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SC 2018: Democratic Ticket Embraces Big Government

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If you are a supporter of freedom and free markets in South Carolina, where should you turn this November?  If you believe in less government and lower taxes, which statewide ticket should you vote for? 

We know GOP governor Henry McMaster – a career politician who has repeatedly rubber-stamped the reckless “Republican” expansion of state government – does not have your back.  He wants you to believe he is a fiscal conservative, but his record of winking and nodding to the state’s big spending status quo – and signing one of the largest tax hikes in state history – tells the real story.

But what about James Smith?  Does the Democratic gubernatorial nominee offer a viable alternative for those who focus on bread-and-butter tax-and-spending issues?

Not really …

We wrote months ago about Smith’s slavish devotion to the Palmetto State’s failed government-run education system, which continues to produce abysmal outcomes with ever-higher stacks of your hard-earned cash.  This week, Smith and his running mate – Mandy Powers Norrell – reaffirmed their reflexive support for South Carolina’s failed government-run school system.  Not only that, the duo embraced a costly expansion of Medicaid as well as the continuation of ineffective “crony capitalist” economic development schemes that have seen the Palmetto State’s workforce shrink and its incomes stagnate.

Bottom line?  This election is an echo, not a choice …

Over the next few weeks we will doubtless hear plenty of chatter about differences between the two major party tickets – and there are certainly plenty of differences to talk about.  Democrats and Republicans disagree on abortion and tariffs, for example, although it remains to be seen what the governor and lieutenant governor of South Carolina can do on either issue except hold opinions.

Ultimately, those are matters of federal policy.

When it comes to issues they can control, these two parties are singing off of the same sheet of music …

Both want to grow government faster than your ability to pay for it, and both want to keep growing it even though there is no discernible improvement in outcomes for the citizens of the state.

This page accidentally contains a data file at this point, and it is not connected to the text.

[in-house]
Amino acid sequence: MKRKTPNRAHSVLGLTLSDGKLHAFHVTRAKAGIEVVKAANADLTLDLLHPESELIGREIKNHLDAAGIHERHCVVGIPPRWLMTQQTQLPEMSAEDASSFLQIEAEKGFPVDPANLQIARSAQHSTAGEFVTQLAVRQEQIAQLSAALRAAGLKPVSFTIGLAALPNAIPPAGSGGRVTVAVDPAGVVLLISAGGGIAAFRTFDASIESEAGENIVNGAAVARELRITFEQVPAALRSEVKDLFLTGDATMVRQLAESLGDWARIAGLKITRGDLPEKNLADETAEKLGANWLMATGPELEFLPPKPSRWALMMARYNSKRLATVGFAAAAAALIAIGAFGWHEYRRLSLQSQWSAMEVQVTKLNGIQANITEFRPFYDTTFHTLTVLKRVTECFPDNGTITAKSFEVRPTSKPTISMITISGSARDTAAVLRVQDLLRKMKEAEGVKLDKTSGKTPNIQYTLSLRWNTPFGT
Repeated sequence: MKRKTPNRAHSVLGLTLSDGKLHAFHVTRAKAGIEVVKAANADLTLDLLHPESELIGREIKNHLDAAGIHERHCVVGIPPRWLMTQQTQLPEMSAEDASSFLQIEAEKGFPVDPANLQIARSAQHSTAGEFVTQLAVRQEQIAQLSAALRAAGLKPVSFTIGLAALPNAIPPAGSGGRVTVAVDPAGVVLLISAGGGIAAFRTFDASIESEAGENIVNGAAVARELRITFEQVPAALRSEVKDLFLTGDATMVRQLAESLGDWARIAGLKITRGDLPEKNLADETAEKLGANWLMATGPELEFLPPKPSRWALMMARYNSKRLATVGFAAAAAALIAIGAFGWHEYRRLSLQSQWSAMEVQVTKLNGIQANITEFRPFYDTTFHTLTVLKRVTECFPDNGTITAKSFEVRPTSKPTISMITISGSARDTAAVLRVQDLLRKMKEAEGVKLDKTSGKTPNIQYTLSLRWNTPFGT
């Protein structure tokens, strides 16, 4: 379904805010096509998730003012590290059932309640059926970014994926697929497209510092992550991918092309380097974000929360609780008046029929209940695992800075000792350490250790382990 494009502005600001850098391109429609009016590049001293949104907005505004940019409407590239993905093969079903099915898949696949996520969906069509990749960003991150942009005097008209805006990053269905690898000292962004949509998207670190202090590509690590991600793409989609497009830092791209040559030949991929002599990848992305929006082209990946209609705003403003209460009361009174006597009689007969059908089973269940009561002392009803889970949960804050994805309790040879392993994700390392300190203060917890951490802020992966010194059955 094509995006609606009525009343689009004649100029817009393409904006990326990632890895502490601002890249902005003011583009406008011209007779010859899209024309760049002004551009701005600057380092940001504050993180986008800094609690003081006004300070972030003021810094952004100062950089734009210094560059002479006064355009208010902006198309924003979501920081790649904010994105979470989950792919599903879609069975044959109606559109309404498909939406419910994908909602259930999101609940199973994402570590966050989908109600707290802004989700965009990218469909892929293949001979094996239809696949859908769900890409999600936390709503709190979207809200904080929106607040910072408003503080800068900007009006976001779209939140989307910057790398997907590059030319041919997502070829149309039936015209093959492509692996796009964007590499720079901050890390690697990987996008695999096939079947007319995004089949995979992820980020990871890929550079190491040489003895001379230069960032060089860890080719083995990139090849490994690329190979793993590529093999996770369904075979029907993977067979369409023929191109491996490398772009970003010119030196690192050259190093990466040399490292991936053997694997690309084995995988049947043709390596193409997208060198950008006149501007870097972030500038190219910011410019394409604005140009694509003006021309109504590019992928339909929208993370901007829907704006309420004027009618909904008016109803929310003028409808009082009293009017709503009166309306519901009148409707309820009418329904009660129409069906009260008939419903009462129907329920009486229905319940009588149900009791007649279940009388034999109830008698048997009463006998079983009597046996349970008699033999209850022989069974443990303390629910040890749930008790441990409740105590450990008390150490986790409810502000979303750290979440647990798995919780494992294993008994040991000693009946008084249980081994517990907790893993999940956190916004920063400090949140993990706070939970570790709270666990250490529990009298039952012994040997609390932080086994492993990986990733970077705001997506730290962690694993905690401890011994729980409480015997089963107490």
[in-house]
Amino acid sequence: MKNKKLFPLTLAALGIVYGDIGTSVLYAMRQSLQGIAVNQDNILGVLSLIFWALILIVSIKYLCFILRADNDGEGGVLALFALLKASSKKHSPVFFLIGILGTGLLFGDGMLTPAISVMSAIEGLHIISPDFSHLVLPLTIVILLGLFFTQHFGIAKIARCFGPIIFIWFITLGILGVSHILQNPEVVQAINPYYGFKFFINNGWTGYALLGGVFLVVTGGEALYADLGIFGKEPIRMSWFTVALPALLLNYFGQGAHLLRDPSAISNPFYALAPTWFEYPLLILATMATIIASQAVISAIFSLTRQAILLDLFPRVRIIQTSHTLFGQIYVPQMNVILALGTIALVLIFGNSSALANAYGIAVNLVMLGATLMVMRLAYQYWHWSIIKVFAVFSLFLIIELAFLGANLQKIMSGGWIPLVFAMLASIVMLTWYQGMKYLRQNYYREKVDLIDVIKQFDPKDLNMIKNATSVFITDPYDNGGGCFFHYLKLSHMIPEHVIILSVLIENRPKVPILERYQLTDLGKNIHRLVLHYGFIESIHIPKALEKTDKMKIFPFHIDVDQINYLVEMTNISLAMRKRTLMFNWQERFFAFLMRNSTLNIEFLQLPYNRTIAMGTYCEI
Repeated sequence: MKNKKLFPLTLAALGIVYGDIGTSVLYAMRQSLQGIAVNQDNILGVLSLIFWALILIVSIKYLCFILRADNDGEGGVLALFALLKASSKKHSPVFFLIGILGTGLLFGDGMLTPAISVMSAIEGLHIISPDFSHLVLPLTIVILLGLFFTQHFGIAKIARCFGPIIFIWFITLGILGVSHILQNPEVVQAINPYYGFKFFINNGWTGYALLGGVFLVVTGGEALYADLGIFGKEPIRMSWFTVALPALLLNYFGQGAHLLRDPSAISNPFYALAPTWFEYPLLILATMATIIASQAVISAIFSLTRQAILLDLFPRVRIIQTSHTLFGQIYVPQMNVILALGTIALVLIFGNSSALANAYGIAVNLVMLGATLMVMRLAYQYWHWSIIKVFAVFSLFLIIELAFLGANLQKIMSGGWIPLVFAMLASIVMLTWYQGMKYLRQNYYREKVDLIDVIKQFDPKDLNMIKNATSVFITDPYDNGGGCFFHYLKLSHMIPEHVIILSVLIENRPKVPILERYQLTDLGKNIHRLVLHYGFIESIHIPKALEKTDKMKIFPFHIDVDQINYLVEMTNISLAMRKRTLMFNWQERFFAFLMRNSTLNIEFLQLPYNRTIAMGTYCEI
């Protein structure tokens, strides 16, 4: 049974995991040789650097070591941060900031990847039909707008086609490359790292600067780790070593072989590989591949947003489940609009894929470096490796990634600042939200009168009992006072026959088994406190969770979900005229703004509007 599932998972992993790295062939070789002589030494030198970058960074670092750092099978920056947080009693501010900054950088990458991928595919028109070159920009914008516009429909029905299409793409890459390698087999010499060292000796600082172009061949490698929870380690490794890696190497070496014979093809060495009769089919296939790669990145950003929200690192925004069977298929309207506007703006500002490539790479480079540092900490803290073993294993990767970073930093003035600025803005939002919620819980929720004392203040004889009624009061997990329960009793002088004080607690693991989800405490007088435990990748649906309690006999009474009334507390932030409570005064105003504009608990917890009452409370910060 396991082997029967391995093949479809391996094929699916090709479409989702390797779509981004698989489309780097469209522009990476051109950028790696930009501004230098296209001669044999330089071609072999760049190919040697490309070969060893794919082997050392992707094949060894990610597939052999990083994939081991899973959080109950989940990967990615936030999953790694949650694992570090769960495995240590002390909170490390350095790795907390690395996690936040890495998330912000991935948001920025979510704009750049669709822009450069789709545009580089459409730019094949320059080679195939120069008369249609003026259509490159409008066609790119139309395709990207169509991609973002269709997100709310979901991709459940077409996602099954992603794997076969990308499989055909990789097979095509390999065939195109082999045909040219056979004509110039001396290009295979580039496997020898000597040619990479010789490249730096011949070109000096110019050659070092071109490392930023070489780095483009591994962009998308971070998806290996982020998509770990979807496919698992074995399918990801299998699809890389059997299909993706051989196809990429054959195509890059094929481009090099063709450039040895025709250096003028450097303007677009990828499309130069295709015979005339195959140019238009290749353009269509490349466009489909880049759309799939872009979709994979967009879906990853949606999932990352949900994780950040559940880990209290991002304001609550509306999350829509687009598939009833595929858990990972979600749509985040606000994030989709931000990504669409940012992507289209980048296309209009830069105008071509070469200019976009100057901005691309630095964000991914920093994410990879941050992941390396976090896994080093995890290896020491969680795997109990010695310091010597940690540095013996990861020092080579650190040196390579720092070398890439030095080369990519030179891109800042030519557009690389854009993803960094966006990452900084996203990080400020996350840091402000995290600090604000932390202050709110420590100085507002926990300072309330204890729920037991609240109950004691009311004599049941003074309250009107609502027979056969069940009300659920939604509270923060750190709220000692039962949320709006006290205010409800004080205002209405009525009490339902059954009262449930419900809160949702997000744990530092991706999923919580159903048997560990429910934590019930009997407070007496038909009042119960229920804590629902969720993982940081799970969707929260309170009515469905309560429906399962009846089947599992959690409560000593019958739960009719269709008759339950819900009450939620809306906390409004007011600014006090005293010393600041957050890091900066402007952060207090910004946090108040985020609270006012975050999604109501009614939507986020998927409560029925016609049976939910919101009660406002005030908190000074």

Who is to blame for that?  Republicans … exclusively.

To their credit, Smith and Norrell have been big government backers for years.  Neither has made any bones of their ideological orientation, nor are they being dishonest about it now.  As we have said on more than one occasion in the past, “at least Democrats tell us the truth about their big government leanings.”

McMaster and the GOP, on the other hand, are always looking to misdirect and obfuscate – telling us how conservative they are while running up record budgets, borrowing and new taxes.

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So again … what is a fiscally conservative voter to do? 

This news outlet will not be issuing an endorsement in the 2018 governor’s race in South Carolina.  We don’t settle for the “lesser of two evils,” nor would we ever recommend such a course of action to anyone else.  If you don’t like your options, our recommendation is simple: Don’t waste your vote.

We have heard some rumblings within the Republican bloc, though.  Specifically, we have heard from several fiscal conservatives who are sitting on their hands – or voting for Smith – in the hopes of getting rid of McMaster in the fall.

Despite the splintering of his base, we cannot envision any scenario in which McMaster loses this race.  The GOP lean in the Palmetto State is simply too pronounced, with straight ticket voting capable of carrying even the worst-run Republican campaign to victory.  Also, widening fissures within the GOP monolith were left completely unexploited by Smith – meaning potentially tens of thousands of voters who may have otherwise gravitated away from McMaster were left with no other credible options.

Such poor planning is one reason why Democrats have not won a statewide campaign in over a dozen years, and have not won a top-of-the-ticket race since 1998.

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